Set against the dramatic backdrop of the American Civil War, Margaret Mitchell’s magnificent historical epic is an unforgettable tale of love and loss, of a nation mortally divided and a people forever changed. Above all, it is the story of beautiful, ruthless Scarlett O’Hara and the dashing soldier of fortune, Rhett Butler.

15. The Great Gatsby by F Scott Fitzgerald

It’s the Roaring Twenties and New York City is the place to be. Everything can be purchased, everyone can be bought. But, can you make money erase your past? As more and more people lose themselves to the lure of money, ironically the only person who remains unaffected is Jay Gatsby, the enigmatic host of the most extravagant parties.

In this definitive tale on American culture, Fitzgerald pits a chaste dream against the corrupting influences of wealth and comes up with an epic story that can only be defined as ‘a Great American novel’.

16. Madame Bovary by Gustave Flaubert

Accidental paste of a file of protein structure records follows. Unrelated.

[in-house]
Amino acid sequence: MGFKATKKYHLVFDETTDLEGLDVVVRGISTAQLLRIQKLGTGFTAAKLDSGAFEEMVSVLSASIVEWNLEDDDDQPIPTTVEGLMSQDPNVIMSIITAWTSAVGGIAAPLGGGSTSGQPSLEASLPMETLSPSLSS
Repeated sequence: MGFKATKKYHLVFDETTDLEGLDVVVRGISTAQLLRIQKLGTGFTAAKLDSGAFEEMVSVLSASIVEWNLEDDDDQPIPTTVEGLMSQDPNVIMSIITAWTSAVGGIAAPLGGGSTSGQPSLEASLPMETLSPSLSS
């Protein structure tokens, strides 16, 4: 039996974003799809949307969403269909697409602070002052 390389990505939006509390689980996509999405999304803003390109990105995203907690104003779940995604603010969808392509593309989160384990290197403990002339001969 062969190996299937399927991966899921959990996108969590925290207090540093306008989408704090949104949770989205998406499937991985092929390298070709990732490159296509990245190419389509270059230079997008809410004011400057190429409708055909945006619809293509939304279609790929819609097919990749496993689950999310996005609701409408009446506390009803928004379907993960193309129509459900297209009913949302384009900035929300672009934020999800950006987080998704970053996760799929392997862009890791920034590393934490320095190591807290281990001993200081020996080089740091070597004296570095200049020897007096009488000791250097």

Madame Bovary depicts a woman’s gradual corruption and the human mind in search of transcendence. When Emma Rouault marries Charles Bovary she imagines she will pass into the life of luxury and passion that she reads about in sentimental novels and women’s magazines. But Charles is a dull country doctor, and provincial life is very different from the romantic excitement for which she yearns. In her quest to realize her dreams she takes a lover, and begins a devastating spiral into deceit and despair.

17. The Catcher in the Rye by JD Salinger

The Catcher in Rye is told by Holden Caulfield, a seventeen year old dropout who has just been kicked out of his fourth school. Throughout, Holden dissects the ‘phony’ aspects of society, and the ‘phonies’ themselves. Written with the clarity of a boy leaving childhood, it deals with society, love, loss, and expectations without ever falling into the clutch of a cliche.

18. To Kill a Mockingbird by Harper Lee

To Kill a Mockingbird is a coming-of-age story, an anti-racist novel, a historical drama of the Great Depression and a sublime example of the Southern writing tradition.

‘Shoot all the bluejays you want, if you can hit ’em, but remember it’s a sin to kill a mockingbird.’